February 20, 2016
By meriwether, Feb 26 2016 01:18AM
I’m taking a rest day in Globe, AZ, after a very long 80 mile day from Safford. More on that momentarily.
I had a couple of exquisite riding days as I approached and crossed the New Mexico/Arizona border - from Lordsburg, NM, to Duncan, AZ, and from Duncan to Safford. Those riding days reminded my why I do so enjoy traveling by bicycle . . . My God - the rugged beauty of the Western part of our country. As I climbed out of Duncan, majestic 11,000 foot Mt. Graham began to dominate the scene, and I would ride in its shadow for this day and into the next. It’s hard to catch in photos, although I’ve tried. I consider it a privilege to be able to experience the land in this way; to journey across it on two wheels under my own power and dealing with what nature flings my way. It does provide a sense of satisfaction
In Duncan I stayed with WS host Deborah who runs the historic and restored Simpson Hotel, but I didn’t reside in the hotel. Deborah has two trailers in back of the hotel - one large and one small - in which she allows cross country cyclists to stay. I had the large one and it was great with all that I needed for a comfortable night. Also staying there that night were father and son cross country cyclists Barc and Emerson. They left San Diego a couple of weeks ago and are heading eastward on Adventure Cycling’s Southern Tier Route, which I have been on intermittently, as I am now. Barc did this same trip with another son last year. If you would like to find out more about this route, go to the Adventure Cycling website. Ten years ago it was Adventure Cycling’s Lewis and Clark route and maps that I followed from St. Louis to Astoria, Oregon. Their maps are excellent for touring cyclists, and they have mapped over 40,000 miles of routes all over the United States.
In Safford I shared Warm Showers host Jay’s garage with Matt, another perimeter cyclist from Alaska who has been traveling for over a year. We were surrounded by every kind of tool, piece of machinery, and various and sundry parts of cars and dune buggies in no particular order. The garage had a warm shower and a place to throw our sleeping pads and bags - again, all that was needed.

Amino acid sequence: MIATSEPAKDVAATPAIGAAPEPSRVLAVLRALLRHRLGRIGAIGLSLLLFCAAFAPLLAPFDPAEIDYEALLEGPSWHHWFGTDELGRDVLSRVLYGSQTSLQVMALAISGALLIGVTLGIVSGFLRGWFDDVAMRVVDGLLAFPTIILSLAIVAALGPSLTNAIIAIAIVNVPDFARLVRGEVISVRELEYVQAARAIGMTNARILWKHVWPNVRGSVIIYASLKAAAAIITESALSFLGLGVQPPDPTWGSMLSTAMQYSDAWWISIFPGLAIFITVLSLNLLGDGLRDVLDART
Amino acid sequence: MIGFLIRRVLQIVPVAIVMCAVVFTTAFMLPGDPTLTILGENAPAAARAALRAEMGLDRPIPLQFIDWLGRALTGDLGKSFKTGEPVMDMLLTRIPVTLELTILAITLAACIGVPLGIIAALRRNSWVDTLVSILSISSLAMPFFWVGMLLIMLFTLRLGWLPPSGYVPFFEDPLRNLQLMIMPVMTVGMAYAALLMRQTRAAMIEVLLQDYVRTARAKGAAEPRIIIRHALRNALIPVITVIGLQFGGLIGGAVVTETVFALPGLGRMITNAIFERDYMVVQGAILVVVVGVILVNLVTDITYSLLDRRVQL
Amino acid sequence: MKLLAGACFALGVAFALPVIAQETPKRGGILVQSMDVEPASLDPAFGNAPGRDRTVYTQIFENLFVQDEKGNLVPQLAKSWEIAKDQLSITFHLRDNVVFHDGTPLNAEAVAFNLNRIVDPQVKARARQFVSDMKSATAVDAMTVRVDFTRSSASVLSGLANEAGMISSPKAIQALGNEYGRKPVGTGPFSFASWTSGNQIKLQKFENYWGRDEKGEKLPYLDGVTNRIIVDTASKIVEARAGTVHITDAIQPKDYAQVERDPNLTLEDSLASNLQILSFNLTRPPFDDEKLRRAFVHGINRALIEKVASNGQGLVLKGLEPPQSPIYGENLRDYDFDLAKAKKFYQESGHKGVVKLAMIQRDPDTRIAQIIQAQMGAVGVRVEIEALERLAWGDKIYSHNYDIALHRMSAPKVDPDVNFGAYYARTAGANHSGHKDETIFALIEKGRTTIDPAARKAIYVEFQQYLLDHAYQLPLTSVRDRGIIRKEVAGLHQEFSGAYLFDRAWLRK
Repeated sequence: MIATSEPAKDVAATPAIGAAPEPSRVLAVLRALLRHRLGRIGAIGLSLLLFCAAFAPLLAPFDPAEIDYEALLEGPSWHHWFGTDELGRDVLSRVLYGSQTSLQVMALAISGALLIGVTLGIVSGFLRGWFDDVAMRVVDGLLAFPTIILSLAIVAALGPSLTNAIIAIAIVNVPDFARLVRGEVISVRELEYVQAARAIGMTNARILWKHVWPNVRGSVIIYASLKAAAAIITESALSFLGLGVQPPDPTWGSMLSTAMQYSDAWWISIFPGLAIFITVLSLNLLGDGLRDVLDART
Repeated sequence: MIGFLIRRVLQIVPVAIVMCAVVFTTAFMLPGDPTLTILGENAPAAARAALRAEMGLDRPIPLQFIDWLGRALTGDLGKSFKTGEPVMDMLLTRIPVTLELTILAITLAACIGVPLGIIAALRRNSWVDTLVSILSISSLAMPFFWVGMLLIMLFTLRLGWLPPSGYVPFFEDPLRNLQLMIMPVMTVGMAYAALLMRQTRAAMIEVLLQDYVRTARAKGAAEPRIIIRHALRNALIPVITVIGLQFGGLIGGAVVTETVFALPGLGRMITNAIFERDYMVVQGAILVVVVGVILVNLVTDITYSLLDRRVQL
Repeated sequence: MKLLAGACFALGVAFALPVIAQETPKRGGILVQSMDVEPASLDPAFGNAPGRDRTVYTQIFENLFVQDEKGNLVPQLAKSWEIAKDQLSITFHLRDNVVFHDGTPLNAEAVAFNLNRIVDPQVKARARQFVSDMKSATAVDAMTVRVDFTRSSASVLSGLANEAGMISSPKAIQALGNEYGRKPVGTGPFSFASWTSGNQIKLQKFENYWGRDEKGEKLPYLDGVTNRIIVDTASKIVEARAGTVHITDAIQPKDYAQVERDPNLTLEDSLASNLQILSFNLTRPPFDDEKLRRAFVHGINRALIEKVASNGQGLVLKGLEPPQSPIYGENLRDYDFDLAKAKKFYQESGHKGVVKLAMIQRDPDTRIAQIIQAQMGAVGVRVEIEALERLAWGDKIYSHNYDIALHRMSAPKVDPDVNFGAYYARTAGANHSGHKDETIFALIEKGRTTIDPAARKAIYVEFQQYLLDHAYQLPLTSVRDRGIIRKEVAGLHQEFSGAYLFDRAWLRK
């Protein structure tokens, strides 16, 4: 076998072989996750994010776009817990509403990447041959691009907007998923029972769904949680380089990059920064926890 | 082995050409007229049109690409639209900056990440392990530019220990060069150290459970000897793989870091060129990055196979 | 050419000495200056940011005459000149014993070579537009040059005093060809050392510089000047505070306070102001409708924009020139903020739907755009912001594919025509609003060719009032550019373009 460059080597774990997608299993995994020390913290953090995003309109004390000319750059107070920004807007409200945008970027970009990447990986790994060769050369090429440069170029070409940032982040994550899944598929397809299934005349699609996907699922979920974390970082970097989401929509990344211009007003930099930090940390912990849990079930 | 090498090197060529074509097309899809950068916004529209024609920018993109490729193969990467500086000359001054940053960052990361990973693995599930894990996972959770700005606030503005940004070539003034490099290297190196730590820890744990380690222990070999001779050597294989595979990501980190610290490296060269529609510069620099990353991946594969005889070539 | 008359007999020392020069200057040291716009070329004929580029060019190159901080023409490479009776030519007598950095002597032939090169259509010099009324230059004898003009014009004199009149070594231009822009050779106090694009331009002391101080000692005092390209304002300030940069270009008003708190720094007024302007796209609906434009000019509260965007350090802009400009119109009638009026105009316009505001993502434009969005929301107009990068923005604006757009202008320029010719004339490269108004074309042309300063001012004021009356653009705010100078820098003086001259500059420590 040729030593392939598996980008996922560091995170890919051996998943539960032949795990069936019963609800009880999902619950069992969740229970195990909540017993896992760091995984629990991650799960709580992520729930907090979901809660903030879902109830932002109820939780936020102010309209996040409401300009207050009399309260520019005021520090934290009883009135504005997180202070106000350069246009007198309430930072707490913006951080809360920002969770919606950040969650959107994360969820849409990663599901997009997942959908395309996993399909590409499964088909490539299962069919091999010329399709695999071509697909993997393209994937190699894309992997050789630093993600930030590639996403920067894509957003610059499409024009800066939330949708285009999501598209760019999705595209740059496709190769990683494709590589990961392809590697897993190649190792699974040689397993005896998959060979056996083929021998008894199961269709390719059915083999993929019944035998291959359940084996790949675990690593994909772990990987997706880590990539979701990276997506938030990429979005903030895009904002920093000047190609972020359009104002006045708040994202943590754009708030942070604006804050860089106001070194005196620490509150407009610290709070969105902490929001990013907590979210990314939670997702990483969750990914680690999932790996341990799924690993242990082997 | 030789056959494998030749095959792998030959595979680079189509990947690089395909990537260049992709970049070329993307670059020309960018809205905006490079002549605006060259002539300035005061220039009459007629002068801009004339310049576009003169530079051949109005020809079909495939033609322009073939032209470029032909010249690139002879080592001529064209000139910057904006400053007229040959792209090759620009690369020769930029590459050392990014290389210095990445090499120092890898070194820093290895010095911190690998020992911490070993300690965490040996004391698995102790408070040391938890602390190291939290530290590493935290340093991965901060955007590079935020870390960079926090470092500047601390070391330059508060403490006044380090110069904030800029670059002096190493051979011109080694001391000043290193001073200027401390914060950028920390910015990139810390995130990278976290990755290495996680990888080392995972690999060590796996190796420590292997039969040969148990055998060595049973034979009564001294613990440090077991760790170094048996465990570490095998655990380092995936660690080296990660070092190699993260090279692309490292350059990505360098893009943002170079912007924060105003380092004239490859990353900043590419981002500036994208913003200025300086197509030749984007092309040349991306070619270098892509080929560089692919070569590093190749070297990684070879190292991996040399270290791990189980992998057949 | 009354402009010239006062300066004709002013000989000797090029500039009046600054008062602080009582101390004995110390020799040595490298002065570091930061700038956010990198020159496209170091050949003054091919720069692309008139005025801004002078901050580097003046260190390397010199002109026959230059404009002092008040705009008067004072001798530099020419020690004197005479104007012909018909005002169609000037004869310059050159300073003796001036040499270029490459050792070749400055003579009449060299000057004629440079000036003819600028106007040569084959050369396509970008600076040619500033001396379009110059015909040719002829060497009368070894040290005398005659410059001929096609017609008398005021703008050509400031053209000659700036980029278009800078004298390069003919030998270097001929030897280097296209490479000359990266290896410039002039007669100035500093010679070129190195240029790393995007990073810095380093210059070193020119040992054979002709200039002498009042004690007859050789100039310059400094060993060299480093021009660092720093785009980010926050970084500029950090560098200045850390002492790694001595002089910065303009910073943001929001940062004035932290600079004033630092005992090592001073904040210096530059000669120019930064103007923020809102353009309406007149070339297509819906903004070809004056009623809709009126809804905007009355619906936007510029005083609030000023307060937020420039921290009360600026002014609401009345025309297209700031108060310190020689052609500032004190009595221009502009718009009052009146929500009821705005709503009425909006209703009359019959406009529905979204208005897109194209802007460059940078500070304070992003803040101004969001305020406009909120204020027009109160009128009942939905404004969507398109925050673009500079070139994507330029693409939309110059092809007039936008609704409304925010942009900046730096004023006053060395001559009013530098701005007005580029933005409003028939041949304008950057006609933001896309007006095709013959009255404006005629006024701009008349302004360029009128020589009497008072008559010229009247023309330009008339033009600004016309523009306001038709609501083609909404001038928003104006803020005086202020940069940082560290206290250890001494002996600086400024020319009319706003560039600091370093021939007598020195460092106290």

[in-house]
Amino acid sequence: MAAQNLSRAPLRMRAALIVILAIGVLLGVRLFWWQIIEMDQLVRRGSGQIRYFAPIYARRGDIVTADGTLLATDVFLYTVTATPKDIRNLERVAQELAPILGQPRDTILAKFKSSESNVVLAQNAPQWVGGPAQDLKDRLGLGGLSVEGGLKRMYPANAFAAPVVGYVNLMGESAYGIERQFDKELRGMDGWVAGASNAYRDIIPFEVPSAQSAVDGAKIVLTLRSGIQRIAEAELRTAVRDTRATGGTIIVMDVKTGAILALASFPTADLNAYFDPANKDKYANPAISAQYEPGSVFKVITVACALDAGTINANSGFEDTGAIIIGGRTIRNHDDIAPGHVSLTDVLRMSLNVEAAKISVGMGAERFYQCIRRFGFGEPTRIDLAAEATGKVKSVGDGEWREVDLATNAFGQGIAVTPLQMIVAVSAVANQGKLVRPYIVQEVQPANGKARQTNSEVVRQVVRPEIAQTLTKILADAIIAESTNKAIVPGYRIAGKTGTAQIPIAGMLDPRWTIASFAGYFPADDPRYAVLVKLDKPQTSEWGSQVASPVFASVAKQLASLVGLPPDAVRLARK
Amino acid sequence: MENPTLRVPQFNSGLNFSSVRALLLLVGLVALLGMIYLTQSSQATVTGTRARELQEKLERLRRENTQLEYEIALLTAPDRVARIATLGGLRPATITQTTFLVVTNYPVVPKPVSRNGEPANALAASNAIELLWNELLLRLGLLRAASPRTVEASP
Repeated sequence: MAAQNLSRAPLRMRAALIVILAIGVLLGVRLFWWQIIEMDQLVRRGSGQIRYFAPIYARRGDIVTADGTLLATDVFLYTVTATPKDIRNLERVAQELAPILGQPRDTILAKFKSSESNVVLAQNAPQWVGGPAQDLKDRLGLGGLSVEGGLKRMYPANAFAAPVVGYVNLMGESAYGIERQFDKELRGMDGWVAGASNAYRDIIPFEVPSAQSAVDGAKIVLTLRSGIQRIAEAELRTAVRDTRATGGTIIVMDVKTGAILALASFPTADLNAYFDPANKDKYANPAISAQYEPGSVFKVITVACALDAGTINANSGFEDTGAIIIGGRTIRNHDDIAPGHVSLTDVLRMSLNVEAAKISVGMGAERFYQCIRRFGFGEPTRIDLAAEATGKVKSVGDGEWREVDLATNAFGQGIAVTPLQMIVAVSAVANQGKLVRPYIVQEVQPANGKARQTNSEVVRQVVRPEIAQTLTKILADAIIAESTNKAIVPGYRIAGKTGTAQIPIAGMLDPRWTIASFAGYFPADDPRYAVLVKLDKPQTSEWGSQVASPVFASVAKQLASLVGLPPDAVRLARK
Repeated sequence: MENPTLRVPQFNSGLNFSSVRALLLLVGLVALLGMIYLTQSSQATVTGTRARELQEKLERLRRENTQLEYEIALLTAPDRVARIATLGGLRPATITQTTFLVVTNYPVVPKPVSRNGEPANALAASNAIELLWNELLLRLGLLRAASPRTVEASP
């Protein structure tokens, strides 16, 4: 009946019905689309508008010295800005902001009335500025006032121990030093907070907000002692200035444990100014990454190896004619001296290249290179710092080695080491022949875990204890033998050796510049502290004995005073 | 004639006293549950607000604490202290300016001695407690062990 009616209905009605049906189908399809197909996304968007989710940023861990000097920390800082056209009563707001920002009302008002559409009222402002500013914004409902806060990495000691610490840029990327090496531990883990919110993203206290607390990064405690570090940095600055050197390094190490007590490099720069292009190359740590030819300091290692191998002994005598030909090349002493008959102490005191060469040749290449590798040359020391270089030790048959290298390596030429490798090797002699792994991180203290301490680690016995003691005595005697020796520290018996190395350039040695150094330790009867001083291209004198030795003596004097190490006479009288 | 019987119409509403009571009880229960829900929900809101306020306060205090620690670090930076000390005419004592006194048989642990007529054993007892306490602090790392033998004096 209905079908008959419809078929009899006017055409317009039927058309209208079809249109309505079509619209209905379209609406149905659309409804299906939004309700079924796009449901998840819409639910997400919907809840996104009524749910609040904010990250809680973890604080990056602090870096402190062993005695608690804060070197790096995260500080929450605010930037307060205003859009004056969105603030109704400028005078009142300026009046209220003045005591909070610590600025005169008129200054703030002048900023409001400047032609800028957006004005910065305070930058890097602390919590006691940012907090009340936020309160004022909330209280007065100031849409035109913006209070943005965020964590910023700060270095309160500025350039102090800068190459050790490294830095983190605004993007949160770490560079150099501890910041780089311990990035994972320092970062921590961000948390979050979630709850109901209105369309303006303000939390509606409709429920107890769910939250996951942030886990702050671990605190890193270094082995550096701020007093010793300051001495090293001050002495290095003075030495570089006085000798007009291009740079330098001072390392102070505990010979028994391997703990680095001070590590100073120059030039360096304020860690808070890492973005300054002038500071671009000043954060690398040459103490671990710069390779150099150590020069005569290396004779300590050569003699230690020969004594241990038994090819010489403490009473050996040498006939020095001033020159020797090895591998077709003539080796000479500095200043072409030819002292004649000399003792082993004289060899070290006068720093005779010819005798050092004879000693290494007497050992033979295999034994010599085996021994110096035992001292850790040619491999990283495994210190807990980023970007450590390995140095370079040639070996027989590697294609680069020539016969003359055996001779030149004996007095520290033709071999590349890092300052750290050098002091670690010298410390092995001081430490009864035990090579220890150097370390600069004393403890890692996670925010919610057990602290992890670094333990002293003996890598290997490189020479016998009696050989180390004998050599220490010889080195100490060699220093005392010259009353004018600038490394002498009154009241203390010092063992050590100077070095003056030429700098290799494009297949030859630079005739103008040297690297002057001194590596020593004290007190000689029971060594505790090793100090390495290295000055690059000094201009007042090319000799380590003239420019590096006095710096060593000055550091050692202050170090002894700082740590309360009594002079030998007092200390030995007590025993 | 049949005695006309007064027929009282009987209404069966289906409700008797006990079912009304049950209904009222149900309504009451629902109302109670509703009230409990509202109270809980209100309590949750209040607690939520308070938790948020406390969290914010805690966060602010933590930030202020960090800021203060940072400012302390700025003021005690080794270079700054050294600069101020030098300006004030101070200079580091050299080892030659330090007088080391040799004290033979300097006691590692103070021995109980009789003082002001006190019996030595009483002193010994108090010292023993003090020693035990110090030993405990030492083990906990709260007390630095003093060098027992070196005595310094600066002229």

While I was reminded of the good things of bicycle travel on a couple of riding days last week, the ride from Safford to Globe released the elephant in the room of bike touring. The ride itself would have been wonderful with rugged beauty all about, but on that long 80 mile day, I determined that Arizona has more jerk drivers per square mile than any of the 23 states I’ve crossed to date - many of them driving semis and pickup trucks. One small brained individual in a large pickup truck (always a bad combination) literally drove me off the road trying to pass oncoming traffic. It was hard to enjoy the ride with one eye glued to my rear view mirror, and also having to worry about what’s coming at me.
So here in Globe, I declared a rest day was in order. I took the opportunity to visit the archaeological ruins of of Besh Ba Gowah, an ancient, pre-Columbus, pueblo style habitation inhabited by the Salado people between AD 1225 and AD 1400. To the Apaches who migrated into this same area a couple centuries later, the ruins of Besh Ba Gowah were also a mystery. It was not formally excavated until the 1930’s, and during the World War II years the site was abandoned and fell into even more ruin. Fortunately the last few decades have seen great efforts to restore and preserve this archaeological gem, providing a window to the ancient peoples who once inhabited this land.
I am in the Southern Rockies now, and tomorrow I will climb to “Top Of The World” - that place name does sound a bit intimidating.
Many thanks to Phil Koenigseker and Mike Robarge who have made recent donations to Habitat For Humanity and/or Save The Children in support of my ride. I am now well over the $12,000 in donations to my two causes thanks to all the donors who have made that possible!
Proceeding On . . .
Hi! I'm a part of a yearbook staff in Palm Harbor University, I am doing a page on Habitat for Humanity and was woedering if you could send the pdf of a picture the high school seniors from PHU who were voulnteering at the build in Siesta Key. We will give you photo credit in the yearbook.
Hello Lilly - I did work with a group of seniors on a Habitat For Humanity build, but not on Siesta Key. It was with the Clearwater HFH affiliate I believe. Are we talking about the same group of seniors? Be glad to send a couple of photos of the group. You can cantact me at firstname.lastname@example.org.